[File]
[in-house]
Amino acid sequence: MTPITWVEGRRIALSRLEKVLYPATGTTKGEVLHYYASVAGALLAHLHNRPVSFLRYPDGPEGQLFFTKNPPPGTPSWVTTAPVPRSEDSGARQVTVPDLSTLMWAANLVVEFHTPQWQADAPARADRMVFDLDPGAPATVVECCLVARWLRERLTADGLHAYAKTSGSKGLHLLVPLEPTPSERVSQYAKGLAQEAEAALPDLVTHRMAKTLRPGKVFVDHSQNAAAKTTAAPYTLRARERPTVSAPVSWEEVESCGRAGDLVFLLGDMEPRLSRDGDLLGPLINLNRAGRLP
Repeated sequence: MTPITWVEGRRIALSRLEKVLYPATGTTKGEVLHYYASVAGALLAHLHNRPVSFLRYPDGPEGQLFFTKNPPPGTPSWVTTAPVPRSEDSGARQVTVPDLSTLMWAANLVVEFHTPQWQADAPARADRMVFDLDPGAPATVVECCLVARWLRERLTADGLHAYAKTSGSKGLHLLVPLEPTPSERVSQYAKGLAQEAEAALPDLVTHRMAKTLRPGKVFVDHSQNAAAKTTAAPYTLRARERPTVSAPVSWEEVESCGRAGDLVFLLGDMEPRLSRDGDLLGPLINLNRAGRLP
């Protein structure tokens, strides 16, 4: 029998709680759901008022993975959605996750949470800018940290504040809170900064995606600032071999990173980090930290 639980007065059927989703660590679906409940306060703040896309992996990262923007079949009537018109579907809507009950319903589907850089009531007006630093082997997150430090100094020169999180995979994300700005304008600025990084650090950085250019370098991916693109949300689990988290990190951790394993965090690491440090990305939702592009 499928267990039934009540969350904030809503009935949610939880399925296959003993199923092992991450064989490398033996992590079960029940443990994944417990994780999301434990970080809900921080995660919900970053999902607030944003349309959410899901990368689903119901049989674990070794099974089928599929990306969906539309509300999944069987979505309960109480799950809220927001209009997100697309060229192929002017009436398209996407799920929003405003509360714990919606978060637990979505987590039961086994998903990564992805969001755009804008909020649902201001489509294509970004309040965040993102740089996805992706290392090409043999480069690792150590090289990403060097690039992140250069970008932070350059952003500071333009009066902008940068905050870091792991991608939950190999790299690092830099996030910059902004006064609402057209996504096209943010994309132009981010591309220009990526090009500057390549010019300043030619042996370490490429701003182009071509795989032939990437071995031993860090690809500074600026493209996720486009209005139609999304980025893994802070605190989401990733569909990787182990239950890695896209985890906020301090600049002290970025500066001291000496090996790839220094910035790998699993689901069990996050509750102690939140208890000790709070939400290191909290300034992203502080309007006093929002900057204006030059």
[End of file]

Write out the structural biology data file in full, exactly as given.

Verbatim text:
[in-house]
Amino acid sequence: MTPITWVEGRRIALSRLEKVLYPATGTTKGEVLHYYASVAGALLAHLHNRPVSFLRYPDGPEGQLFFTKNPPPGTPSWVTTAPVPRSEDSGARQVTVPDLSTLMWAANLVVEFHTPQWQADAPARADRMVFDLDPGAPATVVECCLVARWLRERLTADGLHAYAKTSGSKGLHLLVPLEPTPSERVSQYAKGLAQEAEAALPDLVTHRMAKTLRPGKVFVDHSQNAAAKTTAAPYTLRARERPTVSAPVSWEEVESCGRAGDLVFLLGDMEPRLSRDGDLLGPLINLNRAGRLP
Repeated sequence: MTPITWVEGRRIALSRLEKVLYPATGTTKGEVLHYYASVAGALLAHLHNRPVSFLRYPDGPEGQLFFTKNPPPGTPSWVTTAPVPRSEDSGARQVTVPDLSTLMWAANLVVEFHTPQWQADAPARADRMVFDLDPGAPATVVECCLVARWLRERLTADGLHAYAKTSGSKGLHLLVPLEPTPSERVSQYAKGLAQEAEAALPDLVTHRMAKTLRPGKVFVDHSQNAAAKTTAAPYTLRARERPTVSAPVSWEEVESCGRAGDLVFLLGDMEPRLSRDGDLLGPLINLNRAGRLP
């Protein structure tokens, strides 16, 4: 029998709680759901008022993975959605996750949470800018940290504040809170900064995606600032071999990173980090930290 639980007065059927989703660590679906409940306060703040896309992996990262923007079949009537018109579907809507009950319903589907850089009531007006630093082997997150430090100094020169999180995979994300700005304008600025990084650090950085250019370098991916693109949300689990988290990190951790394993965090690491440090990305939702592009 499928267990039934009540969350904030809503009935949610939880399925296959003993199923092992991450064989490398033996992590079960029940443990994944417990994780999301434990970080809900921080995660919900970053999902607030944003349309959410899901990368689903119901049989674990070794099974089928599929990306969906539309509300999944069987979505309960109480799950809220927001209009997100697309060229192929002017009436398209996407799920929003405003509360714990919606978060637990979505987590039961086994998903990564992805969001755009804008909020649902201001489509294509970004309040965040993102740089996805992706290392090409043999480069690792150590090289990403060097690039992140250069970008932070350059952003500071333009009066902008940068905050870091792991991608939950190999790299690092830099996030910059902004006064609402057209996504096209943010994309132009981010591309220009990526090009500057390549010019300043030619042996370490490429701003182009071509795989032939990437071995031993860090690809500074600026493209996720486009209005139609999304980025893994802070605190989401990733569909990787182990239950890695896209985890906020301090600049002290970025500066001291000496090996790839220094910035790998699993689901069990996050509750102690939140208890000790709070939400290191909290300034992203502080309007006093929002900057204006030059």